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I want to be able to typeset syntactic trees in a way that will achieve the following:

  • straight spine when there is no label on the nonterminal node
  • obtuse angle at each (binary) branch (so the tree is not too tall)

I'm having trouble making forest or (tikz-)qtree to achieve this easily. Surely there is someone with a solution to this problem out there.

Basically I want to achieve this:

what I want

but what I get with tikz-qtree is

qtree

which I got using the following code:

\usepackage{tikz,tikz-qtree-compat}
    \tikzset{baseline=0pt,level distance=20pt,sibling distance=0pt}
\begin{document}
    \Tree [.CP [.who ] [ [.$\lambda_1$ ]
        [.IP [.$t_1$ ] [.registered ] ] ] ] 
\end{document}

or, with forest:

forest

using the following code:

\usepackage[linguistics]{forest}
\newcommand{\tree}[1]{
    \begin{forest}
        for tree={
        inner sep=0pt,
        % where n children=0{font=\itshape}{},
     %    calign=fixed edge angles,
        parent anchor=south,
      },
      before typesetting nodes={% page 52: example (81)
        where content={}{% shape=coordinate gives an error if used here but this is *almost* right - it just leaves a little, tiny gap
          text width=.001pt,
          inner sep=0pt,
          before drawing tree={% here we make sure that the tiny gap disappears so only the size is not quite dimensionless
            shape=coordinate,
            typeset node,
          },
          for parent={
            for children={
              anchor=north,
            }
          }
        }{}
      }
      #1
    \end{forest}
}

\begin{document}
    \tree{
        [CP [who] [ [$\lambda_1$] 
        [IP [$t_1$] [registered]]]]
    }
\end{document}

Does anyone have an easy way of getting nice trees like in the first image (where not all nonterminals have labels, but some do, and the spine is nice and straight, but the trees are not too tall? I'd be happy to learn there's an easy way of doing this... thanks!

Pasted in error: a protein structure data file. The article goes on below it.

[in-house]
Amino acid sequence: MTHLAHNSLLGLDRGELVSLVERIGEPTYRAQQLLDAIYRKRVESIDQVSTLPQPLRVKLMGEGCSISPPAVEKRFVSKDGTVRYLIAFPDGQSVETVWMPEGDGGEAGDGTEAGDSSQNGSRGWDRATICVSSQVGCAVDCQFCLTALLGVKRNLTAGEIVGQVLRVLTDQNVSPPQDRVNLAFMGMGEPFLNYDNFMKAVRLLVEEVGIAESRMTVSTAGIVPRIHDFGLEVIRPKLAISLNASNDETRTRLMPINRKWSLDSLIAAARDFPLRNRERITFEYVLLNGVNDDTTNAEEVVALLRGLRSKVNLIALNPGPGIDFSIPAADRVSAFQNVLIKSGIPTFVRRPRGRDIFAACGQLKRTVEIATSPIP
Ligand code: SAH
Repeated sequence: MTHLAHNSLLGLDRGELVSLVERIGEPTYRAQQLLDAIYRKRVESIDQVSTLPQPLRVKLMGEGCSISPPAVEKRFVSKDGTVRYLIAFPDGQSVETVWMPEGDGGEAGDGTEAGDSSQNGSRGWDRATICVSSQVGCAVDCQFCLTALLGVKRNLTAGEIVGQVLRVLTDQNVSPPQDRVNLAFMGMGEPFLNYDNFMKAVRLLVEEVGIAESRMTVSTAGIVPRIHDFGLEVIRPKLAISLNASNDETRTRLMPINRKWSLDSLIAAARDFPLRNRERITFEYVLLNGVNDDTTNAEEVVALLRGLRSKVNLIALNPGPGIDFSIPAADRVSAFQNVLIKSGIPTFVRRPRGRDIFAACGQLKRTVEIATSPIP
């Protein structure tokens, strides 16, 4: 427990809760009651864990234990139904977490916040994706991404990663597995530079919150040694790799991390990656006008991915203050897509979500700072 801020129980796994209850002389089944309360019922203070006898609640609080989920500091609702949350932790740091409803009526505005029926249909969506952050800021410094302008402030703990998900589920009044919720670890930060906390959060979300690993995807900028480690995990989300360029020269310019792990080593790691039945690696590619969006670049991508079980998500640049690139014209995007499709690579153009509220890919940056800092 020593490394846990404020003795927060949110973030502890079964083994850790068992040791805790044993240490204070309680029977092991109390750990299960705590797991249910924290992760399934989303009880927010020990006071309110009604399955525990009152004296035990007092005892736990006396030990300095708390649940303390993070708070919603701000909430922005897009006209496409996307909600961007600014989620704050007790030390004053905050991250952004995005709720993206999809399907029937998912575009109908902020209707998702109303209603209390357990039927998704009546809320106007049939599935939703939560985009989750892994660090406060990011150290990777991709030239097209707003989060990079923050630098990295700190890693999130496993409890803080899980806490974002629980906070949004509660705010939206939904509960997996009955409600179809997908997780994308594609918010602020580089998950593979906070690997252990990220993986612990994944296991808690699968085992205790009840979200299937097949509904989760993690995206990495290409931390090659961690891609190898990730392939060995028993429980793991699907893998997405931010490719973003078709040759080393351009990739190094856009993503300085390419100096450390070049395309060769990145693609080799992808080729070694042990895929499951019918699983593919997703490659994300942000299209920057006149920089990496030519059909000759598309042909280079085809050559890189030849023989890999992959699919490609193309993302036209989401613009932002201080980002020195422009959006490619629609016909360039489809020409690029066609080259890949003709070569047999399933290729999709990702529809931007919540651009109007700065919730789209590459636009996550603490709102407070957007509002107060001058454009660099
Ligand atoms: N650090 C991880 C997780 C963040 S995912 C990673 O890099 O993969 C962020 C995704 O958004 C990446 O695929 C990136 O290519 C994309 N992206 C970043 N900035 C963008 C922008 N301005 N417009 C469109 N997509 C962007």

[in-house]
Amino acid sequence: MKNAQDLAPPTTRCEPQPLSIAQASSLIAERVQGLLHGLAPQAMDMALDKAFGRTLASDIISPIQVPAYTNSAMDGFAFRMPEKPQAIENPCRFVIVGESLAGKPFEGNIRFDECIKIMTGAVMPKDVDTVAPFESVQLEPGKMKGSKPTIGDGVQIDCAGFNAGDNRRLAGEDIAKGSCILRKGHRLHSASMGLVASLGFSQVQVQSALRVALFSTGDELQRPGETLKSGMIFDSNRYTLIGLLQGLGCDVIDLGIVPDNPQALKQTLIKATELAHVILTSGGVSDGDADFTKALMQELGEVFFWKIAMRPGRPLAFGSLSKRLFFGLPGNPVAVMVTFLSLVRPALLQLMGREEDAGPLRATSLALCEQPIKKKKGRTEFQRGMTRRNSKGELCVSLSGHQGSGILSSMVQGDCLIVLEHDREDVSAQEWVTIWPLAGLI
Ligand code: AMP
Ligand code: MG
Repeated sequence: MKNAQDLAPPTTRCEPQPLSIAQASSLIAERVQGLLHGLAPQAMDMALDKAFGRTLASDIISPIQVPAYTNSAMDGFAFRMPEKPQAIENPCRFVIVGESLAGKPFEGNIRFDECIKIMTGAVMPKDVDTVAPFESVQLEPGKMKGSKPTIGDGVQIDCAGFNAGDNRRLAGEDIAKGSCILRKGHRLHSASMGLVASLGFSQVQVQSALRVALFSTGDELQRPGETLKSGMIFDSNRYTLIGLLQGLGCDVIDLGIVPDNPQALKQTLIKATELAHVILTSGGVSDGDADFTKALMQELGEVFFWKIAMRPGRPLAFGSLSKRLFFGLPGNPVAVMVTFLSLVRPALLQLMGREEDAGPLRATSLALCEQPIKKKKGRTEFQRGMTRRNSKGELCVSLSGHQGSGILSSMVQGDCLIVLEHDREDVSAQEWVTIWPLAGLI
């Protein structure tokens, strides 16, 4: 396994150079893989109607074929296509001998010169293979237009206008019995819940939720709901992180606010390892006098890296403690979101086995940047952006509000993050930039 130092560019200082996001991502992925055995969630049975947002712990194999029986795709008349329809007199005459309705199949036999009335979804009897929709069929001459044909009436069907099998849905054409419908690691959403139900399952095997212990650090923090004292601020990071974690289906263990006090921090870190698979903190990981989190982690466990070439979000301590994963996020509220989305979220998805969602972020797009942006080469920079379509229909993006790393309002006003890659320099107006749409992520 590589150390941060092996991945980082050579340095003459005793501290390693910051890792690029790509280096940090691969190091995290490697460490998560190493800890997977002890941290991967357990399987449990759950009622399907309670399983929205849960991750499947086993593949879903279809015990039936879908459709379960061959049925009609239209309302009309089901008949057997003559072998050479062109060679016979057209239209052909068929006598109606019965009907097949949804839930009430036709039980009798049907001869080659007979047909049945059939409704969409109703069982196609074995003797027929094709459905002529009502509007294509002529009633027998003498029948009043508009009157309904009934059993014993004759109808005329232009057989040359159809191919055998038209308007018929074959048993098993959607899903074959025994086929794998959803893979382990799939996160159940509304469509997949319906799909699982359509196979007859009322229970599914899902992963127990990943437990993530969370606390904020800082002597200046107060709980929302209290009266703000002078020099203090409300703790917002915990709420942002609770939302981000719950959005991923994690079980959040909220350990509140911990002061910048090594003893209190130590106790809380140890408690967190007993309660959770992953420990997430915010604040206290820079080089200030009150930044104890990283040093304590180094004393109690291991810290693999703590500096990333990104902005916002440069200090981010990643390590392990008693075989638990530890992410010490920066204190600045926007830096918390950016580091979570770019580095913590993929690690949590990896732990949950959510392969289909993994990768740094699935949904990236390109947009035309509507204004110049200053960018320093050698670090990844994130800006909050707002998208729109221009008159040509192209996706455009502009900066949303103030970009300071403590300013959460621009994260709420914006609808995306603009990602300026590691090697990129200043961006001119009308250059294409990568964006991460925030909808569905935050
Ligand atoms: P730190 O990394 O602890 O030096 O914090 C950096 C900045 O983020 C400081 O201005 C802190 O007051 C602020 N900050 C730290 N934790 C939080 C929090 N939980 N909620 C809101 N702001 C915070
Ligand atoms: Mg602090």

2

I can't answer your question, but as someone who worked for several years on code to format tree diagrams, I can maybe give some perspective. I found that the biggest problem, which I did not solve, was how to keep trees from getting too wide (not too tall). The method that worked well for simple trees did not extend well to complicated trees, because the complicated ones tended to overlap the left and right page boundaries (or screen boundaries).

I found that I could fit fairly large trees on a page by hand coding an individual tree by trial and error, making some descending branches longer so that leaves to the left and right did not run into one another, but getting the program code to do this automatically was a problem that I didn't manage to solve.

| improve this answer | |
  • Yes, that's true... width is another problem with large trees. But, right now I'm just trying to find a way to get forest's small trees to be smaller vertically, or qtree's trees to be straight-spined, in either case without making the angles too acute. The way these packages deal with larger trees is subject to a different list of desired behaviors, ha! – postylem Jan 17 '19 at 18:19
  • 1
    I don't understand why you want trees to be straight-spined. Seems odd. – Greg Lee Jan 17 '19 at 20:41
  • 1
    I suppose it's just an arbitrary convention, but it seems that is the way many syntacticians and semanticists like to draw their trees, especially for English, where it's pretty much all right-branching. Perhaps it comes from handwriting them, where you'd just draw a line for the spine and then as many shorter lines off of that line as you sketch in the projections. All I know is I see it often and I want to be able to replicate it. – postylem Jan 18 '19 at 5:13
1

This answer from TeX stackexchange has a working example that does what I was looking for: https://tex.stackexchange.com/a/471489/19048

| improve this answer | |

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